Atlantans took advantage of the warm weather to sunbathe in parks and at Lake Lanier's man-made beach north of Atlanta. Others gathered at Piedmont Park in midtown to watch the famous U.S. Air Force Thunder Birds and Navy's Blue Angels put on an air show overhead.

Few people in the crowd complied with the coronavirus social distancing guidelines.

Gov. Brian Kemp, who lifted the lockdown restrictions on Friday, urged the crowds to maintain a safe distance.

"Stay at least six feet from other people, do not gather in groups, stay out of crowded places, and avoid mass gatherings," a press statement from Kemp's office said.

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Governor Brian Kemp signed an Executive Order canceling his shelter-in-place order, effective at midnight tonight (April 30).

"Tonight at 11:59 p.m., the statewide shelter in place order for most Georgians will expire. However, moving forward, I am urging Georgians to continue to stay home whenever possible. I want to thank the people of our great state who heeded public health advice, afforded us time to bolster our healthcare infrastructure, and flattened the curve. We were successful in these efforts, but the fight is far from over."

Kemp urged businesses that decide to open to "operate with strict social distancing and sanitation rules to keep customers and employees safe through May 13, 2020."

Gov. Kemp also signed an order requiring the medically fragile and elderly to continue to shelter in place through June 12.

"Together, we will defeat this virus and emerge stronger. Thank you, and God Bless," he concluded.

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The line queued down the block outside one Atlanta barbershop on the first official day of Georgia's reopening.

Friday, April 24, was the first phase of Gov. Brian Kemp's plan to reopen Georgia. On Monday, Kemp announced that local establishments could reopen for business following a one month lockdown to prevent the spread of the coronavirus.

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Graphic: WSB-TV

Customers waited in line after 7 a.m. outside Peachtree Battle Barber Shop in Atlanta's upscale Buckhead neighborhood.

Matt Maddox was one of the customers waiting in line to get his hair cut amid the fear and uncertainty.

"I certainly don't want to spread it to anyone so I've got a mask, but I'm not really concerned," Maddox told the Atlanta Journal-Constitution. "If you're cutting hair or you're a waiter, you haven't been working, so it helps get the economy started again."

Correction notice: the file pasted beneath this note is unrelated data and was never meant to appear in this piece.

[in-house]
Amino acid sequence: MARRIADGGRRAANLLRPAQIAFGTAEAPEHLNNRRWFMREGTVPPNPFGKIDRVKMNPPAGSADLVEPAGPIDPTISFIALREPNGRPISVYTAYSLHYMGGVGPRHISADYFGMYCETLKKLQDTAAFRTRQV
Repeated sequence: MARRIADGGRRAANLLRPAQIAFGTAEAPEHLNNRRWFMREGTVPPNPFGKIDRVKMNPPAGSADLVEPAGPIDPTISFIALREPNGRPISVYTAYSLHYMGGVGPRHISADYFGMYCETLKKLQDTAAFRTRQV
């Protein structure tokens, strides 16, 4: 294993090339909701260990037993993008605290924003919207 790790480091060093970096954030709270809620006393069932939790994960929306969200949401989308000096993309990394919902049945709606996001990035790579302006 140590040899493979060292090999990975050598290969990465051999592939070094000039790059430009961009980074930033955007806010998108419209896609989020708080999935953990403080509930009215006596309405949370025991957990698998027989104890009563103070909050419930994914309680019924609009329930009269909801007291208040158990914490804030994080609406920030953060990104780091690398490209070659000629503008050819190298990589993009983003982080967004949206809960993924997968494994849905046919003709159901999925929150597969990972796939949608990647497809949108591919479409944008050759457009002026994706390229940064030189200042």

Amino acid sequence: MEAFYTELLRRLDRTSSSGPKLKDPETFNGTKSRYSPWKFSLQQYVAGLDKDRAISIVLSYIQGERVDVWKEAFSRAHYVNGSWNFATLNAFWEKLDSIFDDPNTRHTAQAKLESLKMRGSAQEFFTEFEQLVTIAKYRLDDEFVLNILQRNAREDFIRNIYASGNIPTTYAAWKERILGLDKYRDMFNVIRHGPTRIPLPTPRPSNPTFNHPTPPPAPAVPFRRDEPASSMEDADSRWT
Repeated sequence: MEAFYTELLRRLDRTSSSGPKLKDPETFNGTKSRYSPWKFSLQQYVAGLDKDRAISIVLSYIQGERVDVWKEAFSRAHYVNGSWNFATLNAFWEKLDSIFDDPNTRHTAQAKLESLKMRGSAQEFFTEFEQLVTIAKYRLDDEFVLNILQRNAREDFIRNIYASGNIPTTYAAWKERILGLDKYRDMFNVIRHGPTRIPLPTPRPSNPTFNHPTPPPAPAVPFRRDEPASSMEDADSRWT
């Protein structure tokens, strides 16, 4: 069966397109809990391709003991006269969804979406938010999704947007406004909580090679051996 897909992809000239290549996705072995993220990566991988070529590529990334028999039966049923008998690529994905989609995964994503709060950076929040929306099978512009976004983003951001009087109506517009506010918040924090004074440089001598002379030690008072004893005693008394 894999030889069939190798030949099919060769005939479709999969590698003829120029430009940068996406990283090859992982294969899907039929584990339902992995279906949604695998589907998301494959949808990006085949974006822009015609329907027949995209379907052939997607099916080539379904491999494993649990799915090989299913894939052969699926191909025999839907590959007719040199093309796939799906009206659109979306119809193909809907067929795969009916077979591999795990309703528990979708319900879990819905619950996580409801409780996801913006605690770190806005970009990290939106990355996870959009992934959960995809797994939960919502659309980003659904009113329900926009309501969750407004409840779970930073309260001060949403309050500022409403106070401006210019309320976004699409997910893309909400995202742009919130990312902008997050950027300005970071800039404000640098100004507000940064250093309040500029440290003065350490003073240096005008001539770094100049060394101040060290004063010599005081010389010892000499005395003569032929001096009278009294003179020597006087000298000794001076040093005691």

At Studio 151 in Dallas, Georgia, the first appointment was at 6:20 a.m., according to the salon's owner.

Stephen Richardson's salon in Dallas, Ga, started losing business the week of March 10, according to the AJC.com. By March 26, he was ordered to shut his doors because he wasn't an essential business.

"I went from 100% to zero," Richardson told the AJC. He said he had to comply with a 14-page list of safety guidelines issued by the state. He added some of his own to keep his customers safe.

"We have our very own concerns, but we need our clients," he said. His protocols include one client at a time and temperature checks at the door.

By noon Friday, Richardson and another stylist were seeing a steady stream of clients.

"People are pretty much getting in and out," Richardson said. "I give the clients credit. Every client that has shown up has had a mask."

Barber shops and hair salons were grateful to do brisk business after a month of no revenue. But Some businesses were so devastated by the coronavirus lockdown that they will never recover.

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Georgia Governor Brian Kemp is facing heavy criticism over his decision to reopen the state for business on Friday, April 24.

While many in the business community applauded the governor for his courage, others in the Black community expressed contempt toward Kemp for putting Black lives at risk.

Prominent Black business owners in Atlanta say they won't reopen their establishments until they get the green light from the CDC.

Rap producer and DJ Jermaine Dupri called Kemp's decision "reckless and unilateral".

And the city's mayor, Keisha Lance Bottoms, is also encouraging people to use "common sense" and continue to stay at home.

But rapper/entrepreneur 2 Chainz is appreciative of Gov. Kemp’s efforts to jumpstart the local economy.

The rapper and his business partner Mychel "Snoop" Dillard (pictured above) are reopening their Atlanta restaurants for sit-down service.

Both restaurants, Escobar and Tapas, are serving dine-in meals starting Monday, according to Snoop, who tells TMZ they're making public safety a top priority.